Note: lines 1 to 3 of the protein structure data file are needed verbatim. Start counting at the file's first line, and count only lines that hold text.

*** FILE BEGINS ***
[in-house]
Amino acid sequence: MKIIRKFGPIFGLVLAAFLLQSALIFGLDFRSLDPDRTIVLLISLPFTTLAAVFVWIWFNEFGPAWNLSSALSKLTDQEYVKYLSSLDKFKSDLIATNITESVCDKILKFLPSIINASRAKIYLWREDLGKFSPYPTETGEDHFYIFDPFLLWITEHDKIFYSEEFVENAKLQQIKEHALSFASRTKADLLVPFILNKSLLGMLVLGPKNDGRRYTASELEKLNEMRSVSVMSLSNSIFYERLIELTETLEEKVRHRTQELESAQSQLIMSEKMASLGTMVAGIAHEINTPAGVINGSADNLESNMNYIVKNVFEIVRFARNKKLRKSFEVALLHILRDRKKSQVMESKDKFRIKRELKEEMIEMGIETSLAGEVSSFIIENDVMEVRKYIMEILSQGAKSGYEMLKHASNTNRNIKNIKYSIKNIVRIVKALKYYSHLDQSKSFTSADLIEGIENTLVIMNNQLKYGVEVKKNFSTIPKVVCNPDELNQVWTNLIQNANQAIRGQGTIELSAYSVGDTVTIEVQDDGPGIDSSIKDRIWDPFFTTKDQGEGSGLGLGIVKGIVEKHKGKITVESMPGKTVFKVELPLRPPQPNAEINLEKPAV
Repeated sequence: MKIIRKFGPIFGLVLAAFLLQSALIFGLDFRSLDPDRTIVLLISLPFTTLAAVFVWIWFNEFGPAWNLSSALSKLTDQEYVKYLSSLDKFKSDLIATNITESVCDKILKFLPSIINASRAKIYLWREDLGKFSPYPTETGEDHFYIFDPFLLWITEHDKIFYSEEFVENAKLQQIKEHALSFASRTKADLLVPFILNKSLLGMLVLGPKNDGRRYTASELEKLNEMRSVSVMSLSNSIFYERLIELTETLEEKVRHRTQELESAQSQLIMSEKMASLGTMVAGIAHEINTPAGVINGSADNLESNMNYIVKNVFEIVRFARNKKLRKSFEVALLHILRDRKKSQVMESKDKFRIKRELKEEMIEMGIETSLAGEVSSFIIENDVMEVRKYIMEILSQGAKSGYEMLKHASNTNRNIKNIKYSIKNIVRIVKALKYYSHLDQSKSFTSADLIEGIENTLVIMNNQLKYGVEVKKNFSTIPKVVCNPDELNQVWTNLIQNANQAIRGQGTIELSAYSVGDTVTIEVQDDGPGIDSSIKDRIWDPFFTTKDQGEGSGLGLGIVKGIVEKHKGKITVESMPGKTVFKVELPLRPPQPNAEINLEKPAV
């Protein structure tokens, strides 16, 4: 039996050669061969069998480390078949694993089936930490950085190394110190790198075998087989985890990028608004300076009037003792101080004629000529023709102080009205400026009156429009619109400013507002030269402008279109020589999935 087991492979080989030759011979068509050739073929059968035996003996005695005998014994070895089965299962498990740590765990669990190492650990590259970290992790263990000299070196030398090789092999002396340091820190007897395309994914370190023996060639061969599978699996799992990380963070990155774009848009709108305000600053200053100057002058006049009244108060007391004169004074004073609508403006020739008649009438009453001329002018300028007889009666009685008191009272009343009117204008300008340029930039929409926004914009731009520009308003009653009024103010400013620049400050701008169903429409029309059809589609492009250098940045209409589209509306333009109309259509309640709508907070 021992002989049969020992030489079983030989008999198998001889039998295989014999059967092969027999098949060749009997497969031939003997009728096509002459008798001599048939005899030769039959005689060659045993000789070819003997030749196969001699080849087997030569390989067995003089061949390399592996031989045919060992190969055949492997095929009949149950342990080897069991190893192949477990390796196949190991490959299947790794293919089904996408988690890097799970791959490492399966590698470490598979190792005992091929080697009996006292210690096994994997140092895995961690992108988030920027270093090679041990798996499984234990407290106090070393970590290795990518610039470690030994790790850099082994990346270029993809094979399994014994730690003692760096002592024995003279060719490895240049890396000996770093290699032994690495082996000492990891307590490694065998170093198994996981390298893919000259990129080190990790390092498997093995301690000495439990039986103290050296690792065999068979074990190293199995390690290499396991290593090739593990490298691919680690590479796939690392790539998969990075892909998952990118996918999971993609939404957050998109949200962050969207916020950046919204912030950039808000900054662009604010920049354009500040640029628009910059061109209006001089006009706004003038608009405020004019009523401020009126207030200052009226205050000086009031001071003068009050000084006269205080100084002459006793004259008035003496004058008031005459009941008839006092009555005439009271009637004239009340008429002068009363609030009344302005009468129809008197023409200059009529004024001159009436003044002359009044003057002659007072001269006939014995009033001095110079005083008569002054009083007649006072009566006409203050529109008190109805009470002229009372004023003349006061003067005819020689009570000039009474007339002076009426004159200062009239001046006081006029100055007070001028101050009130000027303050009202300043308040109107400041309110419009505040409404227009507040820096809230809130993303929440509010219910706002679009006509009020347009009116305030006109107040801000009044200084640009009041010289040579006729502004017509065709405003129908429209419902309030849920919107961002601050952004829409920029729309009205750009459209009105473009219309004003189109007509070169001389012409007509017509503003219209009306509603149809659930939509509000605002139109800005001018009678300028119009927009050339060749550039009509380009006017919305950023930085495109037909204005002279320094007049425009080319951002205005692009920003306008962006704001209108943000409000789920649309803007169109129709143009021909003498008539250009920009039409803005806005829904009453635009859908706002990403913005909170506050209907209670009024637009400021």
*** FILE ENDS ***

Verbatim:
[in-house]
Amino acid sequence: MKIIRKFGPIFGLVLAAFLLQSALIFGLDFRSLDPDRTIVLLISLPFTTLAAVFVWIWFNEFGPAWNLSSALSKLTDQEYVKYLSSLDKFKSDLIATNITESVCDKILKFLPSIINASRAKIYLWREDLGKFSPYPTETGEDHFYIFDPFLLWITEHDKIFYSEEFVENAKLQQIKEHALSFASRTKADLLVPFILNKSLLGMLVLGPKNDGRRYTASELEKLNEMRSVSVMSLSNSIFYERLIELTETLEEKVRHRTQELESAQSQLIMSEKMASLGTMVAGIAHEINTPAGVINGSADNLESNMNYIVKNVFEIVRFARNKKLRKSFEVALLHILRDRKKSQVMESKDKFRIKRELKEEMIEMGIETSLAGEVSSFIIENDVMEVRKYIMEILSQGAKSGYEMLKHASNTNRNIKNIKYSIKNIVRIVKALKYYSHLDQSKSFTSADLIEGIENTLVIMNNQLKYGVEVKKNFSTIPKVVCNPDELNQVWTNLIQNANQAIRGQGTIELSAYSVGDTVTIEVQDDGPGIDSSIKDRIWDPFFTTKDQGEGSGLGLGIVKGIVEKHKGKITVESMPGKTVFKVELPLRPPQPNAEINLEKPAV
Repeated sequence: MKIIRKFGPIFGLVLAAFLLQSALIFGLDFRSLDPDRTIVLLISLPFTTLAAVFVWIWFNEFGPAWNLSSALSKLTDQEYVKYLSSLDKFKSDLIATNITESVCDKILKFLPSIINASRAKIYLWREDLGKFSPYPTETGEDHFYIFDPFLLWITEHDKIFYSEEFVENAKLQQIKEHALSFASRTKADLLVPFILNKSLLGMLVLGPKNDGRRYTASELEKLNEMRSVSVMSLSNSIFYERLIELTETLEEKVRHRTQELESAQSQLIMSEKMASLGTMVAGIAHEINTPAGVINGSADNLESNMNYIVKNVFEIVRFARNKKLRKSFEVALLHILRDRKKSQVMESKDKFRIKRELKEEMIEMGIETSLAGEVSSFIIENDVMEVRKYIMEILSQGAKSGYEMLKHASNTNRNIKNIKYSIKNIVRIVKALKYYSHLDQSKSFTSADLIEGIENTLVIMNNQLKYGVEVKKNFSTIPKVVCNPDELNQVWTNLIQNANQAIRGQGTIELSAYSVGDTVTIEVQDDGPGIDSSIKDRIWDPFFTTKDQGEGSGLGLGIVKGIVEKHKGKITVESMPGKTVFKVELPLRPPQPNAEINLEKPAV